Japan-America Society of Hawaii Holds Spring 2012 McInerny Foundation’s Japan Day

Hawaii Bonsai Association volunteers teach students how to plant their own bonsai trees

Thanks to the generous support provided by the McInerny Foundation, the Japan-America Society of Hawaii (JASH) held its Spring 2012 Japan Day on Wednesday, May 2 at Hawaii Tokai International College. A total of 133 students representing Hanalani Schools, Kaiser High School, Kamehameha Schools – Hawaii, and Punahou School gathered for an exceptional opportunity to experience the Japanese culture. The day began with a taiko performance and demonstration by the Kenny Endo Taiko Ensemble. Energized and inspired, the students spent the next few hours absorbing the Japanese culture. Over 40 volunteer experts presented cultural classes on bon dance, bonsai tree planting, calligraphy, traditional crafts, ikebana (flower arranging), kimono/yukata wear, soroban (Japanese abacus), and tea ceremony. Excitement filled the air as students beamed with pride while making their own cultural creations, coincidentally in time for Kodomo no hi (Children’s Day) on May 5! 

Everyone is in deep concentration learning soroban (Japanese abacus) skills

Since its inception in 1993, over 5,000 students from 56 schools statewide have experienced Japan Day. This unique program is one of two programs offered by JASH to Hawaii’s high school students, with the other being the Japan Wizards Statewide Academic Team Competition. Japan Day provides students with hands-on experience with traditional Japanese arts and culture while reinforcing and complementing what is taught in the classroom setting. Japan Day also illustrates how art and culture in different societies can influence and enhance people’s lives, and how these cultural values are perpetuated by devotees of the arts. Through understanding different cultures and customs, we continue to bridge the gap that leads to friendship and cultural appreciation.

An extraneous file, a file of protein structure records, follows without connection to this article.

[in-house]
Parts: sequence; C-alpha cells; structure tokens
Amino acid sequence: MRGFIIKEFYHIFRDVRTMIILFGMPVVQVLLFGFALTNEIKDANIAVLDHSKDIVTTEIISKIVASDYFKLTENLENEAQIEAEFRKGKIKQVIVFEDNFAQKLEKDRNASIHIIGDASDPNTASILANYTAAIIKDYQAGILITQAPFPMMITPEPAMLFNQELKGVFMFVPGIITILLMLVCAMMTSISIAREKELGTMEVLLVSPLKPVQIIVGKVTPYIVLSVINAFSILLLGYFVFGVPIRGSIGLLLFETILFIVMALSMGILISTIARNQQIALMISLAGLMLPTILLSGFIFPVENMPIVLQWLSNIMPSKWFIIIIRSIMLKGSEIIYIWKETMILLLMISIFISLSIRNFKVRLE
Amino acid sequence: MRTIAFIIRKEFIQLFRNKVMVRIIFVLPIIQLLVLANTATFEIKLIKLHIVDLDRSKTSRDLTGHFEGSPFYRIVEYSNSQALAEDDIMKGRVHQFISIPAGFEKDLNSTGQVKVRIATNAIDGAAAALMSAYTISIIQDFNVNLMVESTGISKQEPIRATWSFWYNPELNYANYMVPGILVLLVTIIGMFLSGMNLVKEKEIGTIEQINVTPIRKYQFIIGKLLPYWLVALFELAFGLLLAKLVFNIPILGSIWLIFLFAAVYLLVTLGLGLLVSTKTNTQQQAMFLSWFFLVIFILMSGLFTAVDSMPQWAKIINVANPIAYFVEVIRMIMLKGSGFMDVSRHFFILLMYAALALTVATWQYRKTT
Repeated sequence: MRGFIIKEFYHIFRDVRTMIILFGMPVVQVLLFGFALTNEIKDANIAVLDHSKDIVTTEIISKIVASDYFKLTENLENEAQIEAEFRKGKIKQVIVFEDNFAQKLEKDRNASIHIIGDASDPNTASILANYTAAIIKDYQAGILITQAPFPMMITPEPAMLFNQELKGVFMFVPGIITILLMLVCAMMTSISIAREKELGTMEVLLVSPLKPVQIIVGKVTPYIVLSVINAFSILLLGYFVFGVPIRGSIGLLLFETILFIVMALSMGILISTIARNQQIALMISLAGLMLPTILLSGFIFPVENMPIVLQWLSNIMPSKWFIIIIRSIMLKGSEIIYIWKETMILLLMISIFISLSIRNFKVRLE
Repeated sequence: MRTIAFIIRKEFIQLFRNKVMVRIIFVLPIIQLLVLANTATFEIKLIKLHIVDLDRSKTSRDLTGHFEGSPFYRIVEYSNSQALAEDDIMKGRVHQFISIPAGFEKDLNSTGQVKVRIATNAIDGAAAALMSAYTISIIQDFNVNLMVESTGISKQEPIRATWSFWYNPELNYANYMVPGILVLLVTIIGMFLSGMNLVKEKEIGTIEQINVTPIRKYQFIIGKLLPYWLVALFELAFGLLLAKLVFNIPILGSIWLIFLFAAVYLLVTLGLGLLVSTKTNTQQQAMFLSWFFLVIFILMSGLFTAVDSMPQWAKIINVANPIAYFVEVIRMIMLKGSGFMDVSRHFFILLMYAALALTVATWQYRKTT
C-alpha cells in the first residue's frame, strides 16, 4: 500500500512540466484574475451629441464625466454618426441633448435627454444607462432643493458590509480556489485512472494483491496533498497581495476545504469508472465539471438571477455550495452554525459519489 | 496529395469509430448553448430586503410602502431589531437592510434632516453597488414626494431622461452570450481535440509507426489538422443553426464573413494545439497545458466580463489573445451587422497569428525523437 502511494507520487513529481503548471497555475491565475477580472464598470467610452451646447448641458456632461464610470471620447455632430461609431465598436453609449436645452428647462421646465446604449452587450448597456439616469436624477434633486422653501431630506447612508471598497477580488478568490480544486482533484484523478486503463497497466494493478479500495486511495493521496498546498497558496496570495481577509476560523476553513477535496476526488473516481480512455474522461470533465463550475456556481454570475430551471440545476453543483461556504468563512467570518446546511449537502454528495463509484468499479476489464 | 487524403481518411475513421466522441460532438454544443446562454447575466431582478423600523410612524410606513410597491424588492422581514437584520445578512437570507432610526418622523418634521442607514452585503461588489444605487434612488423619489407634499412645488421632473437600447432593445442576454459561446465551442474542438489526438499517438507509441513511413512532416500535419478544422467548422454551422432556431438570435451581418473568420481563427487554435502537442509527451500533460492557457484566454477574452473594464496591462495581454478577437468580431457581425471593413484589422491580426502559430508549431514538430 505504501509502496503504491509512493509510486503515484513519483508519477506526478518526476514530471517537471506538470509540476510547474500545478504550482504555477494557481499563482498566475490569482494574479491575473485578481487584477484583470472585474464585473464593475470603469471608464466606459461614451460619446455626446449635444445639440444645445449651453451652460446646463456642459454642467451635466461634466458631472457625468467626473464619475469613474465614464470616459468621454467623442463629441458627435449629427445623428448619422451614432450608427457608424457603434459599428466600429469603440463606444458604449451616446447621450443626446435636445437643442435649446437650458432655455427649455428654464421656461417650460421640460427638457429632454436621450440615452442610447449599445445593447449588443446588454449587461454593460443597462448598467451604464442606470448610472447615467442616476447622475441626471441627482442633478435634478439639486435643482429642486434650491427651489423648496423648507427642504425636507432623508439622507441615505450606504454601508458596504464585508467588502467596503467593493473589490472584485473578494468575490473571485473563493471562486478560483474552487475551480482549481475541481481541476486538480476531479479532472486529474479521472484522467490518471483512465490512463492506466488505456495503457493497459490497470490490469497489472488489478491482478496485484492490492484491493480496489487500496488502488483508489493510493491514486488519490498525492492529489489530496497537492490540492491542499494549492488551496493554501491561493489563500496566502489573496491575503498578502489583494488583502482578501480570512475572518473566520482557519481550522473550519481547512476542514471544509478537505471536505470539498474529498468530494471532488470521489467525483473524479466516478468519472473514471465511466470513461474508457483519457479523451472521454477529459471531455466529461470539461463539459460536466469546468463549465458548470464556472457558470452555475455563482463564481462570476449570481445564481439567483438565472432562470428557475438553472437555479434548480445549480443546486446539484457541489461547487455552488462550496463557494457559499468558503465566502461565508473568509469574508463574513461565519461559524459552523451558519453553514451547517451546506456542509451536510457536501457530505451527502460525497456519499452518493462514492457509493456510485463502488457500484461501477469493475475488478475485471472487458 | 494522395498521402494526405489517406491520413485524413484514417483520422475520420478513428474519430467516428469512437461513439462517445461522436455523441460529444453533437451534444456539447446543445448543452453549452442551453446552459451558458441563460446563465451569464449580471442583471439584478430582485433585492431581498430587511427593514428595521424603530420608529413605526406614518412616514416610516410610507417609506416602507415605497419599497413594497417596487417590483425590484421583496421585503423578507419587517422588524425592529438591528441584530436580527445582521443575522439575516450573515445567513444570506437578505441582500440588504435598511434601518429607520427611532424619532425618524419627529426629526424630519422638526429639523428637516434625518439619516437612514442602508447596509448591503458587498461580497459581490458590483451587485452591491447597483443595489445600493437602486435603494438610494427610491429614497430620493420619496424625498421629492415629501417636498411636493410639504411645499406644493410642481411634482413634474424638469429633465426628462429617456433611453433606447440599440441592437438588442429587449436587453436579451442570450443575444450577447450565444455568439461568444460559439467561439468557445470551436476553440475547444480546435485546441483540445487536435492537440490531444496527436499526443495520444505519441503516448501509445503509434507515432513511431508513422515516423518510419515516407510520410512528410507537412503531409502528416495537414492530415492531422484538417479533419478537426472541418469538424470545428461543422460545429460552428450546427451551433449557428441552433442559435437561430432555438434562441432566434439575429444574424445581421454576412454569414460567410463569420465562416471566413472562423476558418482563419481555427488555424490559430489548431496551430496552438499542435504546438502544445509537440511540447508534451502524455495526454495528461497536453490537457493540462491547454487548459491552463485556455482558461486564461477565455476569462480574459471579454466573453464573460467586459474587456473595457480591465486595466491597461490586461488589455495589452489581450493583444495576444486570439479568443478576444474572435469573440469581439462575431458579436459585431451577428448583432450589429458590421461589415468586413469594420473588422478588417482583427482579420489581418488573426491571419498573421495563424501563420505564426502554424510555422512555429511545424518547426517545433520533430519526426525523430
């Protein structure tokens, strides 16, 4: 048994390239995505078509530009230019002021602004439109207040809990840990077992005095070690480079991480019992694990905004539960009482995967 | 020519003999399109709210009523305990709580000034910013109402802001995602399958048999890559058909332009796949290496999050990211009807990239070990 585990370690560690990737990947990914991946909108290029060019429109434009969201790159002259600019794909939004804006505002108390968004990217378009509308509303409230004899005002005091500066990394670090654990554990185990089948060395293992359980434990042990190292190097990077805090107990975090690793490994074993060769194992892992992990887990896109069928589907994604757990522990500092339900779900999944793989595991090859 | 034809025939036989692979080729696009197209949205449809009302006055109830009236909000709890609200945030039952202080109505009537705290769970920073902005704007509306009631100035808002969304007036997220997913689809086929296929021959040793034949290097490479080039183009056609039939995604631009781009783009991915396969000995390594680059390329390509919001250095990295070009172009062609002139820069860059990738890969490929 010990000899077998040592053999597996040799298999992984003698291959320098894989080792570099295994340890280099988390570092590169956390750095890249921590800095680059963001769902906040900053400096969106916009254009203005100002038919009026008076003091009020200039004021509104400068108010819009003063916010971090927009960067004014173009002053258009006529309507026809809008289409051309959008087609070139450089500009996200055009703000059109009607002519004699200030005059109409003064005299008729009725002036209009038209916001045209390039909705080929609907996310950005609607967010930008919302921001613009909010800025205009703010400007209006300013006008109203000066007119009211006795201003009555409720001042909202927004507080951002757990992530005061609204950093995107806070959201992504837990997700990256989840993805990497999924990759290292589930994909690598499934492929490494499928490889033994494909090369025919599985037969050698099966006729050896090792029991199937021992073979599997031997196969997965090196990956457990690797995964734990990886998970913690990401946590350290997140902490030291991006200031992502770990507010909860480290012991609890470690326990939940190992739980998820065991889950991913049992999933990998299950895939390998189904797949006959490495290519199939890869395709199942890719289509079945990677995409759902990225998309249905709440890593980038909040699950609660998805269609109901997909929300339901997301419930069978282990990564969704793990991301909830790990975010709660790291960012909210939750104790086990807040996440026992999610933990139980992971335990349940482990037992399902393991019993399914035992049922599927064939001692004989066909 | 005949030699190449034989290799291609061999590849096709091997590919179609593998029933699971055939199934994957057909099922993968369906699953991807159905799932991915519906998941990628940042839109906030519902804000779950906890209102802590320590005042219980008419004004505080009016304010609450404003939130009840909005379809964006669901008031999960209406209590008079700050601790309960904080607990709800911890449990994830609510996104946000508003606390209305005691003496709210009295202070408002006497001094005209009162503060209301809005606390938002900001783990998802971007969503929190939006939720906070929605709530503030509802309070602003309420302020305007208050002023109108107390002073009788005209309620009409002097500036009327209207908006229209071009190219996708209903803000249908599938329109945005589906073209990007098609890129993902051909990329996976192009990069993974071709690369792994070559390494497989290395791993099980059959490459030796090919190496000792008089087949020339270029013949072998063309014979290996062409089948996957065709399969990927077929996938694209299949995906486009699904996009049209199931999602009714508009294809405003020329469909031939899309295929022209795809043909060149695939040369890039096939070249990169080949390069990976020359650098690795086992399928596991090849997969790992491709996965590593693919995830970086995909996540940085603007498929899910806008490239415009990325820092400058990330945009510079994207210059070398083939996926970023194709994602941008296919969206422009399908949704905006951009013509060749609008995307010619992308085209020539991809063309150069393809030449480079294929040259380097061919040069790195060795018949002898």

Members of the Urasenke Foundation perform a traditional tea ceremony for the students.

Students learn how to make Children’s Day-themed origami

JASH would like to thank all the volunteer experts for their dedication to the program, for without them, this program would not be possible: Ms. Betty Dela Cuesta and members of Hawaii Shin Kobukai; Mr. Jim Meyer and the Hawaii Bonsai Association; calligraphy master Mrs. Shokyoku Hashiro and Mrs. Setsusen Tokumine; Mrs. Kikuji Yonesato and members of the Kikufu Nippon Bunka Kenkyu Kai; Mrs. Jessie Nakata of MOA Hawaii; Mrs. Jean Sakihara and members of Kimono Project USA; Mr. and Mrs. Hideaki Oshima from Araki Hiroya Soroban School; and Mr. Yoshibumi Ogawa, Mr. Hiroaki Yoshida, and members of Urasenke Foundation. We would also like to thank Hawaii Tokai International College for the generous use of their facilities, and the Kenny Endo Taiko Ensemble for their moving taiko performance and demonstration. Please visit the JASH Facebook page for more photos of the event. For more information on this educational program, please contact Kelsey Soma Turek at 469-4646 or via email at ksoma@jashawaii.org.

The Kenny Endo Taiko Ensemble explains the different instruments used in taiko

Students enjoy the opportunity to wear yukata